Marshfield, WI (OnFocus) New degree options are coming to the UW-Stevens Point at Marshfield campus, offering extra opportunities for students.
“We certainly know that our collective challenge as three campuses that are now comprising the UW-Stevens Point institution is to bring new programs and new enrollments to the communities that we serve,” said Greg Summers, Provost and Vice Chancellor for Academic Affairs, in a presentation to Common Council. “We’re excited to be able to report that we’re going to make an effort to do that with new degree credentials.”
The campus will offer additional associate degrees that focus on courses that will teach immediately employable skills and provide a boost into in-demand bachelor’s programs. Six new associate degree credentials include human services, health sciences, information science, applied finance, leadership and project management, and environmental science and management.
Beginning the fall of 2019, two bachelor degree programs in Business Administration and Social Work will be available. Instead of a traditional semester schedule, courses are offered in four and eight-week periods.
“We’re going to be offering them in hybrid formats so that students who are holding down jobs, maybe have families, maybe have other constraints on their time, focus on one or two classes at a time but still make progress toward that four-year credential,” said Summers. “These degrees are going to be a little different than we’re accustomed to offering at Stevens Point. They’re going to be designed for working students of all ages.”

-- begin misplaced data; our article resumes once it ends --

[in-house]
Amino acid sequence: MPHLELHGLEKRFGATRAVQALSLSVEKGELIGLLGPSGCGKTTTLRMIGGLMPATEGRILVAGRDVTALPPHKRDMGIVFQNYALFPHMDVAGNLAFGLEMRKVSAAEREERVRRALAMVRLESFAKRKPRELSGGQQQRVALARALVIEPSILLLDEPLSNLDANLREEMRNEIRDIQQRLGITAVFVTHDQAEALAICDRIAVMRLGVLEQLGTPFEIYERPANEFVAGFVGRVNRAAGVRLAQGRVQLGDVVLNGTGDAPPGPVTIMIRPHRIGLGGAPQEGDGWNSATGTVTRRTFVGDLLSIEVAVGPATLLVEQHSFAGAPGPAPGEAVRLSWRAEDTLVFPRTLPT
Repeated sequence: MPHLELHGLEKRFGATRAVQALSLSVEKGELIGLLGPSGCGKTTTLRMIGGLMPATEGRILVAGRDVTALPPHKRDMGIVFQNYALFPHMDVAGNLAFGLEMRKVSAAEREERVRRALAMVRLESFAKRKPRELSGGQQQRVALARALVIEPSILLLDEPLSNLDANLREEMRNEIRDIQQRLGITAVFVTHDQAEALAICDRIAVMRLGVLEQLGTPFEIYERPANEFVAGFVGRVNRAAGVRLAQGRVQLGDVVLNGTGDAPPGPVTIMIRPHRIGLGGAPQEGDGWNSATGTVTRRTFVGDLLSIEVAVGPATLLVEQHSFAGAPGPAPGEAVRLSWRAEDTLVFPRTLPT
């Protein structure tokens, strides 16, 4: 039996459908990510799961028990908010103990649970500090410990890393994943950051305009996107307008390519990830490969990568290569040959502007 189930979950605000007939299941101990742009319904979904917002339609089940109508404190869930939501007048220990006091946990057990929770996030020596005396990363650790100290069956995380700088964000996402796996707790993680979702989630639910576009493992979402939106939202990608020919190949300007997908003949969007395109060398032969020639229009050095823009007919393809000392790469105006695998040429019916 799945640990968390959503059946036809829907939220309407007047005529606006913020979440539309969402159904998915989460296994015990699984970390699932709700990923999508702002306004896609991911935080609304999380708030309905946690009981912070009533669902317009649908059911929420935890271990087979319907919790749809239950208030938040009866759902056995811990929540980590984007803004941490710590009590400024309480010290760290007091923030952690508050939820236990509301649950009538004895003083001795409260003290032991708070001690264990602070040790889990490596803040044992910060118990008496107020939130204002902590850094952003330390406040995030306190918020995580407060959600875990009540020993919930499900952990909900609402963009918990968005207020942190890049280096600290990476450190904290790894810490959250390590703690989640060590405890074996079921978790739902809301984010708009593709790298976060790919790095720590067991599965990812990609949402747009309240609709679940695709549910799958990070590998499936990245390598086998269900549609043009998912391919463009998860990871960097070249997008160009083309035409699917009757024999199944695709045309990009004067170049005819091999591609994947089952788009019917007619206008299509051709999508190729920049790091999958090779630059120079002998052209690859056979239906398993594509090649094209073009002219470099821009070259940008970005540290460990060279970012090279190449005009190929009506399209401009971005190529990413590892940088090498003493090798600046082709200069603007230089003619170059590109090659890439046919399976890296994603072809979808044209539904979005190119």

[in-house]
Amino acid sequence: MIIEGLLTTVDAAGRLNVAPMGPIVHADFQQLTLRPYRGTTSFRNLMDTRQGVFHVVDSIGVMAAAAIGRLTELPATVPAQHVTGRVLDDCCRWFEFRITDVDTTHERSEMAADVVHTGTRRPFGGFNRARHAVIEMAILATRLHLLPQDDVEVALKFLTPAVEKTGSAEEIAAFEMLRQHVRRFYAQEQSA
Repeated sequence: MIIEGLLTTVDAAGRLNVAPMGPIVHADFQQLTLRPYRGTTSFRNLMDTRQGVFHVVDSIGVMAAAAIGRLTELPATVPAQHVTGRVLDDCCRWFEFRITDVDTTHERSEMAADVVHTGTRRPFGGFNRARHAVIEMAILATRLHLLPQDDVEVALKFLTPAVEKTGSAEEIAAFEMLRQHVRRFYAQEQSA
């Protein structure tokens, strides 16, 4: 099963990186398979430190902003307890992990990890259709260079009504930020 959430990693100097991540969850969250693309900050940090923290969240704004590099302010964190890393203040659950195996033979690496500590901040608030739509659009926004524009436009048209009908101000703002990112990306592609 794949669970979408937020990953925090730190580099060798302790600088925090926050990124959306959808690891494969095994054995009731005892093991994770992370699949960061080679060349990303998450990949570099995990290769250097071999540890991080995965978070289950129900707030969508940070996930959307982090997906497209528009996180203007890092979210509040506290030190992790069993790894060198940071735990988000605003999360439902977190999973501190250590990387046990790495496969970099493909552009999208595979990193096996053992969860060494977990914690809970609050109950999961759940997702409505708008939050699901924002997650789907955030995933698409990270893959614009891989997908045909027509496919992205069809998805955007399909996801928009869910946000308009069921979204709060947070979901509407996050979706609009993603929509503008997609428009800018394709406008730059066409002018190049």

An MBA in applied leadership and decision-making is coming to the Marshfield and Wausau campuses. Students pursuing the new bachelor’s in Business Administration can enter a 5-year path to complete both the bachelor’s and MBA program.
“Increasingly, the master’s credential is becoming very important as a professional, almost entry level credential in many fields,” said Summers.
Conversations are currently taking place about a possible engineering degree in partnership with other universities that offer those types of programs. A budget request has been submitted to the State to facilitate efforts to offer an accelerated pathway for students to complete their bachelor’s degree program in three years instead of four.
“We are absolutely open to working with other UWs to bring credentials that we don’t offer here,” said Summers. “One example of that is the Masters of Social Work degree. We think that would pair very well with the baccalaureate degree that we want to bring to the branch campuses.”
To draw students into these programs, up to a $1,000 scholarship for a bachelor program and up to $500 for an associate’s are offered.
Additionally, there may be future opportunities for non-credit professional development, like physical therapy and rehabilitation. There has also been dialogue on crafting programs for artists and performers, and potentially a degree path for Education to address the statewide teacher shortage.